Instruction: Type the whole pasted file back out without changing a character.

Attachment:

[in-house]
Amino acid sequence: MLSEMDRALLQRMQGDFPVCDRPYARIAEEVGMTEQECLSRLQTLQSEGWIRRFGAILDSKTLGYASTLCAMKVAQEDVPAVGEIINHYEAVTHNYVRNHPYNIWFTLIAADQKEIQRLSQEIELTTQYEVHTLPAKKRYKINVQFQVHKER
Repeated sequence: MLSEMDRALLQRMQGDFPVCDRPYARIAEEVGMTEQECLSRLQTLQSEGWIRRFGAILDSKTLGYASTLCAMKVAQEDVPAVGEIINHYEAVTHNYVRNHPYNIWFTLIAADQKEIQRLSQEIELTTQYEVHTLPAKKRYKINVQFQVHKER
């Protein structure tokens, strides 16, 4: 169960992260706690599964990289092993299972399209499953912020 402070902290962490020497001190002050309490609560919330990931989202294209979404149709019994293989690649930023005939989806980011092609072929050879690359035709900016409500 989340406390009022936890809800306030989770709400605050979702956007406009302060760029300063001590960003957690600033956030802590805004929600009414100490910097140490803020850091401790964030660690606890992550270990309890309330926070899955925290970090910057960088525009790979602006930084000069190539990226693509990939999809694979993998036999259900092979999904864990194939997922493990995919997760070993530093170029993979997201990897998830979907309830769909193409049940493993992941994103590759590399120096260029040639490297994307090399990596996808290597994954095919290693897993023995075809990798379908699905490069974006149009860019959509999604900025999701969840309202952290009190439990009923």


[in-house]
Amino acid sequence: MLSEMDRALLQRMQGDFPVCDRPYARIAEEVGMTEQECLSRLQTLQSEGWIRRFGAILDSKTLGYASTLCAMKVAQEDVPAVGEIINHYEAVTHNYVRNHPYNIWFTLIAADQKEIQRLSQEIELTTQYEVHTLPAKKRYKINVQFQVHKER
Repeated sequence: MLSEMDRALLQRMQGDFPVCDRPYARIAEEVGMTEQECLSRLQTLQSEGWIRRFGAILDSKTLGYASTLCAMKVAQEDVPAVGEIINHYEAVTHNYVRNHPYNIWFTLIAADQKEIQRLSQEIELTTQYEVHTLPAKKRYKINVQFQVHKER
């Protein structure tokens, strides 16, 4: 169960992260706690599964990289092993299972399209499953912020 402070902290962490020497001190002050309490609560919330990931989202294209979404149709019994293989690649930023005939989806980011092609072929050879690359035709900016409500 989340406390009022936890809800306030989770709400605050979702956007406009302060760029300063001590960003957690600033956030802590805004929600009414100490910097140490803020850091401790964030660690606890992550270990309890309330926070899955925290970090910057960088525009790979602006930084000069190539990226693509990939999809694979993998036999259900092979999904864990194939997922493990995919997760070993530093170029993979997201990897998830979907309830769909193409049940493993992941994103590759590399120096260029040639490297994307090399990596996808290597994954095919290693897993023995075809990798379908699905490069974006149009860019959509999604900025999701969840309202952290009190439990009923």